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Review: 'Small Axe: Education' Ends Steve McQueen’s Groundbreaking Project on a High Note

By Ciara Wardlow | Film | December 22, 2020 |

By Ciara Wardlow | Film | December 22, 2020 |


Education, the fifth and final installment of Small Axe, proves a fitting farewell to filmmaker Steve McQueen’s groundbreaking project, embodying the strengths of the other four films that came before it while still bringing something new to the table. Like the other entries, it centers and celebrates Black British—and specifically British West Indian—identity without ignoring or minimizing the incredible burden of systemic oppression or the uphill, still ongoing battle to change things. What Mangrove is to the legal system and Red, White and Blue is to law enforcement, Education is, as the title suggests, to the educational system, and the ways in which a force that is supposed to serve people works actively against the Black community in ways large and small.

Young newcomer Kenyah Sandy gives a remarkable performance as Kingsley, a 12-year-old-boy who loves space and soccer. “Can I please be an astronaut like Neil Armstrong, and also play for Tottenham?” he requests of God in his nightly prayers, but he still struggles with reading. Combined with incidents of classroom rowdiness, Kingsley’s teachers have lost all patience with him well before a low score on an IQ test gives the principal the final piece of ammunition needed to condemn Kingsley to an “educationally sub-normal school.”

While the repugnantly smug headmaster insists it’s a place where Kingsley will get the specialized attention he needs, the truth is exactly the opposite. It’s less a school and more a holding pen for all the children the system has already written off and deemed unworthy of any effort. Negligent teachers play truant more than students, and can’t be bothered to even pretend to come up with even a flimsy excuse of a lesson plan. One teacher, in particular, takes advantage of having a captive audience to perform an awful rendition of “House of the Rising Sun” in a scene that could be described as School of Rock’s evil cousin. McQueen puts viewers firmly in these students’ utterly bored shoes by making you experience the whole regrettable ride in real-time from the first to the last chord, because that’s the kind of filmmaker he is.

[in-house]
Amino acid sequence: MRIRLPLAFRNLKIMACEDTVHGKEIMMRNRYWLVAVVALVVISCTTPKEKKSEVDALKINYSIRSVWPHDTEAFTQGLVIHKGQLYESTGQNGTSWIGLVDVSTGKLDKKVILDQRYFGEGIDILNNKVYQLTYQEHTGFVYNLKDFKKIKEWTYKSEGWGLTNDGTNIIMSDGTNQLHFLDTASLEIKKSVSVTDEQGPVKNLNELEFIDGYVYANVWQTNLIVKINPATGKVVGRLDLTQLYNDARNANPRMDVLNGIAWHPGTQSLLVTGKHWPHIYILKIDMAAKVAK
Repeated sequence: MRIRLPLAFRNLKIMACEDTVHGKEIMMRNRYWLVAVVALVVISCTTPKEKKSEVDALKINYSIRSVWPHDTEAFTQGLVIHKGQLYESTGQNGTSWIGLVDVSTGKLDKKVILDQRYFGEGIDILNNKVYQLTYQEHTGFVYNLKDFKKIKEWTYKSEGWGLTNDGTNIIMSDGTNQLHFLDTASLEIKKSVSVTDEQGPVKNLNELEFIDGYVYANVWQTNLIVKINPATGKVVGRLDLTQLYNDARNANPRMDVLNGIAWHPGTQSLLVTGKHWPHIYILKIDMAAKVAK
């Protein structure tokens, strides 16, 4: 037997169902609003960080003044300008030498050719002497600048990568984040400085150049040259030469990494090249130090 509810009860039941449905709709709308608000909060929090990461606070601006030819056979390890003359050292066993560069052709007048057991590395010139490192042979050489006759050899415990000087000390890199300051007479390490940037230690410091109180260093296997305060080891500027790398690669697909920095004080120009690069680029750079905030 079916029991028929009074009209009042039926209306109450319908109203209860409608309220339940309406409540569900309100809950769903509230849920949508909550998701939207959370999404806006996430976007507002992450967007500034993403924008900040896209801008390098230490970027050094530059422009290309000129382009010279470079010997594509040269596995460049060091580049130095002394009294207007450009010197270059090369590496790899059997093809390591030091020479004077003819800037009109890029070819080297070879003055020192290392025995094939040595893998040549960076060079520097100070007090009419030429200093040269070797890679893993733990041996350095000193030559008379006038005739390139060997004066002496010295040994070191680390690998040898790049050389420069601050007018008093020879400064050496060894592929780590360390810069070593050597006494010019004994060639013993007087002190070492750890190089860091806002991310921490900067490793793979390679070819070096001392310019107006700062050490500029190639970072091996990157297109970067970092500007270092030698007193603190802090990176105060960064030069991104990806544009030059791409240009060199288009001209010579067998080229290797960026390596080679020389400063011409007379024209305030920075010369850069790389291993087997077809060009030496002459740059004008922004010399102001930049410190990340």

McQueen’s eye for subtlety shines in his depiction of Kingsley’s home life, painting a clear portrait of how his academic struggles have reached their dire status without his family really noticing what was happening. His mother Agnes (Sharlene Whyte) is a firm believer in the power and fundamental importance of education. Yet she lacks the bandwidth between her multiple jobs and primary caretaker role to notice how the school system is failing her son until an activist seeks her out to alert her. As soon as Agnes learns more about what’s going on, she becomes Kingsley’s most outspoken champion.

Like other Small Axe films, while set in 1970, Education’s subject matter and commentary feels incredibly relevant to today but thankfully avoids the all-too-common pitfall of trying too hard to make connections between the past and the present. It lets the historical drama unfold and gives viewers the space to draw connects to the present, instead of trying to make them too self-evident. Script-wise, the screenplay co-authored by McQueen and Alastair Siddons (also co-writer on Mangrove and Alex Wheatle) features a few dialogue exchanges that hit some points more on the nose than feels fully necessary, but on the whole shows compelling restraint.

The films of Small Axe are made brilliant through impeccable execution. All five tell simple stories, and simple stories are often the hardest to pull off, because if one element underperforms the whole thing sinks. A simple, realistic drama is the souffle of movies—not too many ingredients and spectacular if pulled off well, but incredibly fussy. It’s all the little details that make Education brilliant, the way it takes no element for granted. It’s in the elegance of cutting from Kingsley watching a documentary about outer space in a science museum IMAX dome to Agnes in the kitchen with the radio on for background noise as the host announces the day’s horoscopes.

Details like how, when an activist tells Agnes that she will have to write to the Secretary of State for Education to petition Kingsley’s placement into a school for the educationally subnormal, she emphasizes with an undertone of hope that said politician happens to be a woman. In a moment that straddles the border between tragic irony and pitch-dark humor, that woman is none other than Margaret Thatcher. “She’s only just been appointed so maybe we have a chance.” Deciding not to end on a sour note, Education leaves that letter exchange unshown, though one can imagine how well that goes.

Still, while the war is far from won, the film ends on a quietly hopeful note, as Kingsley’s family comes to recognize his struggle and fight in his corner, and, with the help of a community of activists, find resources to supplement the education that the state is failing to provide him. Seeing how his actual abilities start to shine in the presence of supportive, instead of dismissive, educators, Education gives small moments the gravity of a major victory, enabling an ending that feels cautiously optimistic without feeling false or minimizing the obstacles Kingsley still faces.

All five films of Small Axe are now available on Amazon Prime.

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Ciara is one of Pajiba's film critics. You can follow her on Twitter.

Image sources (in order of posting): Will Robson-Scott, Amazon Prime Video